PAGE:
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'A love story in transition': Festival film portrays process of letting go

A short film that artfully explores life with dementia will this weekend lead the reprise of a festival dedicated to literary and visual creativity Sept. 17 at the Gibsons and District Public Library at 2 p.m.
A.Arts & Culture - Halloran, Guzzi and Dann (credit Michael Gurney)
Gordon Halloran, Maggie Guzzi and Barb Dann with a still of the film Slow Motion Falling that shows the face of David Phillips.

A short film that artfully explores life with dementia will this weekend lead the reprise of a festival dedicated to literary and visual creativity. 

Contributors to the inaugural Art and Words Festival, which took place in August, will gather at the Gibsons and District Public Library on Sept. 17 to present works that were developed by randomly-paired collaborators. 

Slow Motion Falling is the only motion picture submission in a festival otherwise teeming with poetry, painting and photography. The 10-minute film was the creation of performance artist Maggie Guzzi, filmmaker Gordon Halloran, and photographer Barb Dann. The impressionist documentary depicts the journey of Guzzi’s husband, poet David Phillips, through the complex landscape of dementia. 

Guzzi had worked with Halloran before (they collaborated on his 2016 film Body of Light), but the two did not know Dann until festival organizer Cindy Labonte-Smith assigned the three as collaborators. They discovered a mutual affection for the trails of Hidden Grove, where Guzzi and her husband often hiked. 

The film was originally conceived as a series of images that invited subjective interpretation. Guzzi and Halloran gradually moved toward a more literal depiction of a creative existence subdued by dementia. 

“I thought that an audience could relate better if there was a little more of a connection between me and my husband,” Guzzi said. “I wanted it to be more about my husband. But the thing is that it was my life and I was initiating the creation of this. So it just made sense in the end to have more of a story to it.”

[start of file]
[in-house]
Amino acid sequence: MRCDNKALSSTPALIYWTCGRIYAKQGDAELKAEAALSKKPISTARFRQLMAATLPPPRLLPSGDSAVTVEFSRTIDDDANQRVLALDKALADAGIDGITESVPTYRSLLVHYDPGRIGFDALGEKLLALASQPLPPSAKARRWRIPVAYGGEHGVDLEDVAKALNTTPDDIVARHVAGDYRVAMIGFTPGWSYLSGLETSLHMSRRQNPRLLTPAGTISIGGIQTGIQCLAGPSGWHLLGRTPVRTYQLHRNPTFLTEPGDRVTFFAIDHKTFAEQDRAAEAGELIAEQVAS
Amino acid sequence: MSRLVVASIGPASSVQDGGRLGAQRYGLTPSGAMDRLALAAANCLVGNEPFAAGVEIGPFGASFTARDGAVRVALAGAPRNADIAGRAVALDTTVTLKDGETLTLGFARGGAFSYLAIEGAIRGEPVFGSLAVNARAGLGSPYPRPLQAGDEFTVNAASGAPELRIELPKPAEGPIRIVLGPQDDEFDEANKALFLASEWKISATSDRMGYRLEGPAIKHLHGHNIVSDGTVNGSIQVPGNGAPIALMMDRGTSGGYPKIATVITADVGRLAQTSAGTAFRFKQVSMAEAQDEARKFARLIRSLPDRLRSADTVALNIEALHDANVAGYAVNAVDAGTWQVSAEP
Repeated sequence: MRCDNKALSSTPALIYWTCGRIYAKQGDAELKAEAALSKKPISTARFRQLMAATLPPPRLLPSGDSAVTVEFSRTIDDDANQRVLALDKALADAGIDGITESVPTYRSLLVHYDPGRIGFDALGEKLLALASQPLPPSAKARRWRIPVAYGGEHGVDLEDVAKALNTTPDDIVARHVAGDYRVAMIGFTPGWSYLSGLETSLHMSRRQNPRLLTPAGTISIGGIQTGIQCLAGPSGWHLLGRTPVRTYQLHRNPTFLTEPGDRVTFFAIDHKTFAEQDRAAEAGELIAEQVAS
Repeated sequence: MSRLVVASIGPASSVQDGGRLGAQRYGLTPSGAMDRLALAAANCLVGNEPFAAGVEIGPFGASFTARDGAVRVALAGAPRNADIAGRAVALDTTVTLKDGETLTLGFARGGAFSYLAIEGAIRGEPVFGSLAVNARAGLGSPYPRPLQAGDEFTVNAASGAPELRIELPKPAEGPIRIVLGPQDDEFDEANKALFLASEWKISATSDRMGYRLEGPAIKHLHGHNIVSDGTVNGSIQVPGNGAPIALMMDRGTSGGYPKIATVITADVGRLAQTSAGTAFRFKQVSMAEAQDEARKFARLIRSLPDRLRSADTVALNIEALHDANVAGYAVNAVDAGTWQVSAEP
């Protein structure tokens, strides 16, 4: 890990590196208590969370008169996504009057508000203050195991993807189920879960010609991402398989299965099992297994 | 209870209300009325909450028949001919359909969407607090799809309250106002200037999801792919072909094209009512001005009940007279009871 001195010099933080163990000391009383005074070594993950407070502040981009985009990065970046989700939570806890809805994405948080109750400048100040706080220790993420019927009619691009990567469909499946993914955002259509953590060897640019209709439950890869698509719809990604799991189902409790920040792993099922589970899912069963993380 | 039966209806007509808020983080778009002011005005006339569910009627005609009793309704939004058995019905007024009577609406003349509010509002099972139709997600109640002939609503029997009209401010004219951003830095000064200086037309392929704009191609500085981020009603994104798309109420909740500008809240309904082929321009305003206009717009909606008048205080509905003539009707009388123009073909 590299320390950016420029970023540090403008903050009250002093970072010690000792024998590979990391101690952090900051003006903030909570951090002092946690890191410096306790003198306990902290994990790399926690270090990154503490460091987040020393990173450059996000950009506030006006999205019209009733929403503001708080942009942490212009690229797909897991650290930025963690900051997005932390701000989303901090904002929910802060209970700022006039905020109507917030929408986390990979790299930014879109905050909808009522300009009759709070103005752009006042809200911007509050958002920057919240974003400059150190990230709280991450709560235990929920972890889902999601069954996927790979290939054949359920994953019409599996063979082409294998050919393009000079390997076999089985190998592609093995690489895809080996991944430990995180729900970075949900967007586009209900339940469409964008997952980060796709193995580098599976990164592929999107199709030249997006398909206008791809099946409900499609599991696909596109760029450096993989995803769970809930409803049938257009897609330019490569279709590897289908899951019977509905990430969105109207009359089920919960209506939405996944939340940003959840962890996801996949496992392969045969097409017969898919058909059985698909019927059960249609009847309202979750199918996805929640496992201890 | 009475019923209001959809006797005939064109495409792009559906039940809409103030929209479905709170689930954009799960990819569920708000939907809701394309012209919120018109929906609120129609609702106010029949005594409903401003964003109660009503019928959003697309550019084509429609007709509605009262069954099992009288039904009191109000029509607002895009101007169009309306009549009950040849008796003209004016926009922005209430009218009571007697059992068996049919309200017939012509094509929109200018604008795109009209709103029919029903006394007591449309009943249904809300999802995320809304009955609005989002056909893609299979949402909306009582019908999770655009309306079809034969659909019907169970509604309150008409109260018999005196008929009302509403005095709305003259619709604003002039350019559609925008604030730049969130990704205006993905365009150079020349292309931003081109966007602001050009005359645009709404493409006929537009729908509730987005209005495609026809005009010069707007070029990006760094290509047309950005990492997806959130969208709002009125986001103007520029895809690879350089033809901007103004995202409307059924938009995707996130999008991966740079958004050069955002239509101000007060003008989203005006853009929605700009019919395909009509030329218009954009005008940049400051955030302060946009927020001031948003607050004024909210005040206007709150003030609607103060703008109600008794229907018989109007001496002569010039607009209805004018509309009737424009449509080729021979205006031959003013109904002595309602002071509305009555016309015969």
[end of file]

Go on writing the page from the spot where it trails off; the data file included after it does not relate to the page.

Halloran, who has been producing public art and documentary films for decades, agreed.  

“It started to be a kind of a love story, a love story in transition,” he said.  

“As a director, I’m always looking for the through line. What are we doing here? What’s it about?” Said Dann. “You ask those questions every time you put together a piece. That was the way it started to form into something, trying to make sense of the forest [imagery] and words and poetry, the possible tragic aspect of the film.” 

Drawing on Dann’s photography, the filmmaking team assembled a series of distinct scenes that emphasize emotion over information. A sobering shot of Phillips in hospital contrasts with a breezily surreal sequence of a figure tumbling down a grassy hill. 

“There was a lot of release from Maggie on the day [that scene was shot],” said Halloran. “I think that came through in the film as well. It shows that dementia is a roll down the hill. It personifies it, makes it physical. At the same time, it’s slow motion, falling down into the measure of David.” 

Although Phillips has seen the film, Guzzi observed that he has become disassociated from his own involvement in it. “At one point he said, ‘I should pay you. You did a good job.’ To that, I simply said yes,” Guzzi laughed. 

Slow Motion Falling (known alternately as Falling Down Slowly) will be shown at the Gibsons and District Public Library at 2 p.m. on September 17, followed by presentations by other writers and artists. 

The Art and Words festival is a project of the Sunshine Coast Writers and Editors Society. More information is at 

The print version of this story incorrectly reported the surname of poet David Phillips. We regret the error.

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